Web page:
In the last six weeks of the IBL blog, we have compared the old plays of the Industrial Age playbook to the new playbook for leaders found in Leadership Is Language. Here’s a recap.
First, we have two different work modes. Redwork is the active production work that benefits from reducing variability and a prove mindset, whereas bluework encompasses the reflective, collaborative thinking processes that benefit from embracing variability and an improve mindset. Within these two modes, there are six leadership plays:
Starting in redwork we transition from to bluework with:
Control the clock, not obey the clock.
Complete, not continue.
While in bluework we:
Collaborate, not coerce, with the goal to:
Improve, not prove.
Transition from bluework back to redwork with:
Commit, not comply.
Now we come to the sixth, the final, and arguably the most important new play for leaders – CONNECT.
Now remember in the Industrial Age, we separated the deciders – salaried leaders – from the doers -hourly payed workers – and that resulted in a whole series of plays that we’ve now gone through: Obey the clock, Coerce, Comply, Continue the work in a Prove mindset, and finally Conform. Bosses of the Industrial Age wanted sterile workplaces devoid of emotions. The best way for leaders to get their teams to comply with their coerced wishes was for everyone to conform to their role in the hierarchy. If you are deciding what others should do, you have to maintain a certain distance from them; connection is counterproductive. The goal of this rule is to prevent friendship from coloring decisions about work assignments and promotions.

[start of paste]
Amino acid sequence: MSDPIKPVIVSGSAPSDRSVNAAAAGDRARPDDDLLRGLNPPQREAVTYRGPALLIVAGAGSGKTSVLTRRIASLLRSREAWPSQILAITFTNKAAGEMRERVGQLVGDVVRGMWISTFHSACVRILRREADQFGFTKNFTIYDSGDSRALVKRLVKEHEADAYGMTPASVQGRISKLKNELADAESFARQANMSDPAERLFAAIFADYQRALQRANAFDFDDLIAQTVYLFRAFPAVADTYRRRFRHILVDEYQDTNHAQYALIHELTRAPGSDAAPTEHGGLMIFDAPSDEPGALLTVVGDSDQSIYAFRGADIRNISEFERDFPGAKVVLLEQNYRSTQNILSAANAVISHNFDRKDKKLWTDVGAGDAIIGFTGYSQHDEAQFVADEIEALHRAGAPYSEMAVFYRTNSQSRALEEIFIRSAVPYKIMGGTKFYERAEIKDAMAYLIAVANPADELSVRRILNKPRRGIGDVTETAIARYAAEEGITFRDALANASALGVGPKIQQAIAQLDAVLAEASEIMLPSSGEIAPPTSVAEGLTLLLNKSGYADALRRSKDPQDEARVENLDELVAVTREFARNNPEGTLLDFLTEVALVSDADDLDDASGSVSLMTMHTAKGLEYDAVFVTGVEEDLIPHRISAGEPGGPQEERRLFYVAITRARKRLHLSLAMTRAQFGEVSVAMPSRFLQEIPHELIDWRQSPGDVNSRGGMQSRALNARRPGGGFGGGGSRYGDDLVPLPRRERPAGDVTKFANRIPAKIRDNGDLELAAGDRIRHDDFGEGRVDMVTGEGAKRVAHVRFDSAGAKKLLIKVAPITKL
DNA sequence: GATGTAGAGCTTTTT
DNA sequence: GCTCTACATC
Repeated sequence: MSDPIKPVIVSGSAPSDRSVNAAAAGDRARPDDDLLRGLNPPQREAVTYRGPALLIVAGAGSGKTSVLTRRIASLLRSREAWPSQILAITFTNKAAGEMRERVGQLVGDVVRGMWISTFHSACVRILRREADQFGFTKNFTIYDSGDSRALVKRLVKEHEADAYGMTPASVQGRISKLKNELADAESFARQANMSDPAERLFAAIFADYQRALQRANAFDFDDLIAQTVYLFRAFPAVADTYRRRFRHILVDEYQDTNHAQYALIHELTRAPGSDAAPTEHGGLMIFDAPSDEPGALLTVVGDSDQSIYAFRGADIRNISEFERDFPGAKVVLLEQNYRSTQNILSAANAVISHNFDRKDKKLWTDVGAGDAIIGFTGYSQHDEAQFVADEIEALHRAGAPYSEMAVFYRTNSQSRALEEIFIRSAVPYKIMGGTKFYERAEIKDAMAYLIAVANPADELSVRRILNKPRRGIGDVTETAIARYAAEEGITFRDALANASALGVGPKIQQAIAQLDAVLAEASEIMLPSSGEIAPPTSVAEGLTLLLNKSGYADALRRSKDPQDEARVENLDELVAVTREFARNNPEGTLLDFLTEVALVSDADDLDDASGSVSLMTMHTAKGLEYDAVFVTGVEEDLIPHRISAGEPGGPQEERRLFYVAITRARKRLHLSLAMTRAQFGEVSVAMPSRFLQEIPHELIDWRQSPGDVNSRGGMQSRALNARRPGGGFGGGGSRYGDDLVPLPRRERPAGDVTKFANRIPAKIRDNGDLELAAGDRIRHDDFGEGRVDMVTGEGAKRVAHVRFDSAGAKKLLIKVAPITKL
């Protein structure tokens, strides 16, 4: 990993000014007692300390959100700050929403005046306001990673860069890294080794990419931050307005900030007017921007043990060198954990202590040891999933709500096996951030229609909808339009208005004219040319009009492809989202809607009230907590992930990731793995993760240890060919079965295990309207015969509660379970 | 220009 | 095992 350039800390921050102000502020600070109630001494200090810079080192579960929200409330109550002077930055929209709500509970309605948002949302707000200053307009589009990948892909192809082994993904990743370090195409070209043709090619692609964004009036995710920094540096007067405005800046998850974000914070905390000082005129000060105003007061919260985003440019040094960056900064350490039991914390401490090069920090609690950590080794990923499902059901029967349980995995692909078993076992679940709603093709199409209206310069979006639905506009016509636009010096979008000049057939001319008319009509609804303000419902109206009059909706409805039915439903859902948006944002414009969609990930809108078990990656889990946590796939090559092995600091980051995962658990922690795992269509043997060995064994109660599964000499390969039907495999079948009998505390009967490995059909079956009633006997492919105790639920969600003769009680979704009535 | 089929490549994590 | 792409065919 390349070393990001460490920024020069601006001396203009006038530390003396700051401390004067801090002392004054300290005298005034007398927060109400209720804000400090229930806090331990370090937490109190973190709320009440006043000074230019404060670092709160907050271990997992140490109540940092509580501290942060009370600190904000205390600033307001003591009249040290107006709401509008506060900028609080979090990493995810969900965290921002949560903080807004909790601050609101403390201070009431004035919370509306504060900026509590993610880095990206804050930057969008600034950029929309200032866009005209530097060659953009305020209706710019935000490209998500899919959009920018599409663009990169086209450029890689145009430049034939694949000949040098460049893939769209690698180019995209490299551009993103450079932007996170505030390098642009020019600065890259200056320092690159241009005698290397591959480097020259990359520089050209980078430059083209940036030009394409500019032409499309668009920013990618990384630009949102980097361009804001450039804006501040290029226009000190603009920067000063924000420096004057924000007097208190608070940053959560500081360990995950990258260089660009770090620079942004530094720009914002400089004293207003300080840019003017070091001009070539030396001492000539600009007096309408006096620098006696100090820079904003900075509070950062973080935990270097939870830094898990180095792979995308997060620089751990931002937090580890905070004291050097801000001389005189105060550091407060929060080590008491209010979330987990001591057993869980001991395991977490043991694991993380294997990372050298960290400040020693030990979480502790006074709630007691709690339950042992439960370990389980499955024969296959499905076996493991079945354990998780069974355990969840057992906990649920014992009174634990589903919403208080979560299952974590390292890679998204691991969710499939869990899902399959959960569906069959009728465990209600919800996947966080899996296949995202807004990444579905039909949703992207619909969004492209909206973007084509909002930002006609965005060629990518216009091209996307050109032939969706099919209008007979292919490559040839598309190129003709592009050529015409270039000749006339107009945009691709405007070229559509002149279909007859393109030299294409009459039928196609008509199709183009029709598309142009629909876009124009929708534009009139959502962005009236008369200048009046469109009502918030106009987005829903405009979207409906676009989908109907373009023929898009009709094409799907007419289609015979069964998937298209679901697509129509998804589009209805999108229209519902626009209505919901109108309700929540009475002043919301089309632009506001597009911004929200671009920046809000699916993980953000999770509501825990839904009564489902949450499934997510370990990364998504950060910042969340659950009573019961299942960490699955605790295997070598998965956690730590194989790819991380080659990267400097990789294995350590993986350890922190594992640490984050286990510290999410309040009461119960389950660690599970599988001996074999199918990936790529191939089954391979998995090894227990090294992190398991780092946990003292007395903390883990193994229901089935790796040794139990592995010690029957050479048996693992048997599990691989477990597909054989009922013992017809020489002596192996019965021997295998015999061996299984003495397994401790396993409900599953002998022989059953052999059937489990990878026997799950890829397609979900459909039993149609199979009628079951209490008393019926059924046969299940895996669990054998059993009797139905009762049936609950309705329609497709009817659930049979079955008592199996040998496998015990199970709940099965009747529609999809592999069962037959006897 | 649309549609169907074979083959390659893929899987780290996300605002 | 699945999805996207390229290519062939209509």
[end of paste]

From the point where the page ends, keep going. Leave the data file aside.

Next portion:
What we really want now is Connect. Because we’re making the doers also be the deciders, the workers also be the thinkers and the leaders, in order to make healthy decisions we have to have a healthy emotional state, we need to feel psychologically safe. In order to do that, we have to feel like humans at work. In order to do that we have to feel connected. This is why the final play, which underpins all of these is to Connect.
The connect play is about caring–caring what people think, caring how they feel, caring for their personal goals. Instead of judging from a position of power, we walk alongside from a position of encouragement. This does not mean accepting whatever the person thinks or does. It does not mean shielding them from the consequences of their own behavior, but it does mean removing unnecessary and artificially induced workplace inhibitors to feeling safe. People will not feel cared for if they do not feel safe. People can’t strive for stretch
goals or feel free to say what they think.
The connect play is the antidote to fear.
Connect makes it safe to say what we see and think, even if no one else sees or thinks the way we do, even if we are not 99 percent sure that we’re correct. Connect creates cultural conditions that encourage diversity of thought and variability of opinion.
Connect is a special play in that it does not fit into the sequence of the blue-red-blue cycle. Rather, it is an underlying basic building block that enables all the other plays. The behaviors that support some of the earlier plays help with connect, like observing (pause and invite others observations) and celebrating (complete the work and celebrate), and inviting colleagues to tell their story (human relatedness.) Others are strongly enabled by connect, like creating the feeling of safety that allows everyone to speak up and to let go of the “be good” self (collaborating and improving.)